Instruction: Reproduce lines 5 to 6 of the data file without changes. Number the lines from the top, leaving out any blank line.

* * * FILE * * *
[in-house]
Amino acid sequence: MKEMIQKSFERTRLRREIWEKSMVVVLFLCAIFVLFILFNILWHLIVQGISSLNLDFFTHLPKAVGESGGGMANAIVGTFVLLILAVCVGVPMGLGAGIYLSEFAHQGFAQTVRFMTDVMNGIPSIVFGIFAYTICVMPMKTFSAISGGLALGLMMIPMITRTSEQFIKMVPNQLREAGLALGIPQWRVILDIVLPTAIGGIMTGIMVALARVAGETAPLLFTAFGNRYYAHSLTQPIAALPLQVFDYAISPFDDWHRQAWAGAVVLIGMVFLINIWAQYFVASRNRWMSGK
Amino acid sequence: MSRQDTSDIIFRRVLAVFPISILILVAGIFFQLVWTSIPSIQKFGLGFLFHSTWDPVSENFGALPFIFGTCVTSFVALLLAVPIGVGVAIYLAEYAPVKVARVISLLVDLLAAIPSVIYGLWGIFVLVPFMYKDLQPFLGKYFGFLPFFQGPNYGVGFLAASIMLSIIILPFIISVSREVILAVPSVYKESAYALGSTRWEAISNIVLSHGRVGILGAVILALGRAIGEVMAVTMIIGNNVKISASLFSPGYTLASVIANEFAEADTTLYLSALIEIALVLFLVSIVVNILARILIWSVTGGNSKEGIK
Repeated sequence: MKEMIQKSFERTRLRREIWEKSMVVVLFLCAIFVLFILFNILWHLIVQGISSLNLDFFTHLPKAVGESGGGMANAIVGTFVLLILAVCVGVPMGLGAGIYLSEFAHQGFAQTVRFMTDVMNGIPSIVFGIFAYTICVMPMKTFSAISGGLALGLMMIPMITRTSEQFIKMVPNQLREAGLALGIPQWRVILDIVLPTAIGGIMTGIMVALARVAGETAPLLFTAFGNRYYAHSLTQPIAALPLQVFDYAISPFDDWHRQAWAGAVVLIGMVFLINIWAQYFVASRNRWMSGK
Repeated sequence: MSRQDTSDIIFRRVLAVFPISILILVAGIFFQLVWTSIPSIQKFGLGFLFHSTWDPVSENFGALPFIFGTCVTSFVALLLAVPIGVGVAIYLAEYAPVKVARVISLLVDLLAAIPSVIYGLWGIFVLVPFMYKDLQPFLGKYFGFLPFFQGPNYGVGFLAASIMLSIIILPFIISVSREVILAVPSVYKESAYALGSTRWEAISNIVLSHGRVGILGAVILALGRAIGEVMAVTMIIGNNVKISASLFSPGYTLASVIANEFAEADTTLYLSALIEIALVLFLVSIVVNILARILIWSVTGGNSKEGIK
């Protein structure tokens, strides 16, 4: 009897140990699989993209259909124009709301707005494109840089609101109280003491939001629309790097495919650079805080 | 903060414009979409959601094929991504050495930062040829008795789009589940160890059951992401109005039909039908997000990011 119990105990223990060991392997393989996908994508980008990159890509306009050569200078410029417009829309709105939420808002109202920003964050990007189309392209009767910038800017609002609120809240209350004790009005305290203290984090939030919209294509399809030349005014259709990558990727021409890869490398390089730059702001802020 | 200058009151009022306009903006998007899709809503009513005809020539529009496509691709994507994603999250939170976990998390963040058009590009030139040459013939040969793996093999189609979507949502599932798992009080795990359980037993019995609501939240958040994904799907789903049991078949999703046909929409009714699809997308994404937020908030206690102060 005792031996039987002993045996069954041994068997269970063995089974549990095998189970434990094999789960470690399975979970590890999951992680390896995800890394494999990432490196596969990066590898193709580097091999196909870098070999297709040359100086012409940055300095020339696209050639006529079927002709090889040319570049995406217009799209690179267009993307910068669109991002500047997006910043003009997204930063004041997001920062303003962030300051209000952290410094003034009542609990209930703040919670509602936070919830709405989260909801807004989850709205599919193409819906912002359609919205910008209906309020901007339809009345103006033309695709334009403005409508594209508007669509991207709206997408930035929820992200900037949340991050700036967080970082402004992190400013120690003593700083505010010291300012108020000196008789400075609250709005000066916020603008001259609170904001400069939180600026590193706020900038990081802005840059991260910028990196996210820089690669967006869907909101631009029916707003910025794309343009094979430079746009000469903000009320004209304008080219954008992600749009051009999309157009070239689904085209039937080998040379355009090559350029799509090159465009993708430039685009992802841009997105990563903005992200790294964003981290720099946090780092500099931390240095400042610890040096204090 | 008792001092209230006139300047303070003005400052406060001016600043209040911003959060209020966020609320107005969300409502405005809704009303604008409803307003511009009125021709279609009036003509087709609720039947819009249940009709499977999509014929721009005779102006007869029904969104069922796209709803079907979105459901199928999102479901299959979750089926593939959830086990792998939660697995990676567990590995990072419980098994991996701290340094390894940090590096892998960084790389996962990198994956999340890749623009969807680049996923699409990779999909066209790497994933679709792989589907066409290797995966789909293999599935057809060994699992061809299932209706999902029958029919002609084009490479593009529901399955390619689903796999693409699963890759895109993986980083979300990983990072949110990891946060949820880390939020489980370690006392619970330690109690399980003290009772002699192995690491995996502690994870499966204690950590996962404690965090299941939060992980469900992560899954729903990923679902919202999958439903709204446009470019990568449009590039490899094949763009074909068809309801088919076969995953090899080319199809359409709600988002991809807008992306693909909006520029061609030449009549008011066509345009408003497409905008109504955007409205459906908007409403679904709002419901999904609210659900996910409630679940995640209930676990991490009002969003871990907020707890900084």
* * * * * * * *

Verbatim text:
Repeated sequence: MSRQDTSDIIFRRVLAVFPISILILVAGIFFQLVWTSIPSIQKFGLGFLFHSTWDPVSENFGALPFIFGTCVTSFVALLLAVPIGVGVAIYLAEYAPVKVARVISLLVDLLAAIPSVIYGLWGIFVLVPFMYKDLQPFLGKYFGFLPFFQGPNYGVGFLAASIMLSIIILPFIISVSREVILAVPSVYKESAYALGSTRWEAISNIVLSHGRVGILGAVILALGRAIGEVMAVTMIIGNNVKISASLFSPGYTLASVIANEFAEADTTLYLSALIEIALVLFLVSIVVNILARILIWSVTGGNSKEGIK
């Protein structure tokens, strides 16, 4: 009897140990699989993209259909124009709301707005494109840089609101109280003491939001629309790097495919650079805080 | 903060414009979409959601094929991504050495930062040829008795789009589940160890059951992401109005039909039908997000990011 119990105990223990060991392997393989996908994508980008990159890509306009050569200078410029417009829309709105939420808002109202920003964050990007189309392209009767910038800017609002609120809240209350004790009005305290203290984090939030919209294509399809030349005014259709990558990727021409890869490398390089730059702001802020 | 200058009151009022306009903006998007899709809503009513005809020539529009496509691709994507994603999250939170976990998390963040058009590009030139040459013939040969793996093999189609979507949502599932798992009080795990359980037993019995609501939240958040994904799907789903049991078949999703046909929409009714699809997308994404937020908030206690102060 005792031996039987002993045996069954041994068997269970063995089974549990095998189970434990094999789960470690399975979970590890999951992680390896995800890394494999990432490196596969990066590898193709580097091999196909870098070999297709040359100086012409940055300095020339696209050639006529079927002709090889040319570049995406217009799209690179267009993307910068669109991002500047997006910043003009997204930063004041997001920062303003962030300051209000952290410094003034009542609990209930703040919670509602936070919830709405989260909801807004989850709205599919193409819906912002359609919205910008209906309020901007339809009345103006033309695709334009403005409508594209508007669509991207709206997408930035929820992200900037949340991050700036967080970082402004992190400013120690003593700083505010010291300012108020000196008789400075609250709005000066916020603008001259609170904001400069939180600026590193706020900038990081802005840059991260910028990196996210820089690669967006869907909101631009029916707003910025794309343009094979430079746009000469903000009320004209304008080219954008992600749009051009999309157009070239689904085209039937080998040379355009090559350029799509090159465009993708430039685009992802841009997105990563903005992200790294964003981290720099946090780092500099931390240095400042610890040096204090 | 008792001092209230006139300047303070003005400052406060001016600043209040911003959060209020966020609320107005969300409502405005809704009303604008409803307003511009009125021709279609009036003509087709609720039947819009249940009709499977999509014929721009005779102006007869029904969104069922796209709803079907979105459901199928999102479901299959979750089926593939959830086990792998939660697995990676567990590995990072419980098994991996701290340094390894940090590096892998960084790389996962990198994956999340890749623009969807680049996923699409990779999909066209790497994933679709792989589907066409290797995966789909293999599935057809060994699992061809299932209706999902029958029919002609084009490479593009529901399955390619689903796999693409699963890759895109993986980083979300990983990072949110990891946060949820880390939020489980370690006392619970330690109690399980003290009772002699192995690491995996502690994870499966204690950590996962404690965090299941939060992980469900992560899954729903990923679902919202999958439903709204446009470019990568449009590039490899094949763009074909068809309801088919076969995953090899080319199809359409709600988002991809807008992306693909909006520029061609030449009549008011066509345009408003497409905008109504955007409205459906908007409403679904709002419901999904609210659900996910409630679940995640209930676990991490009002969003871990907020707890900084």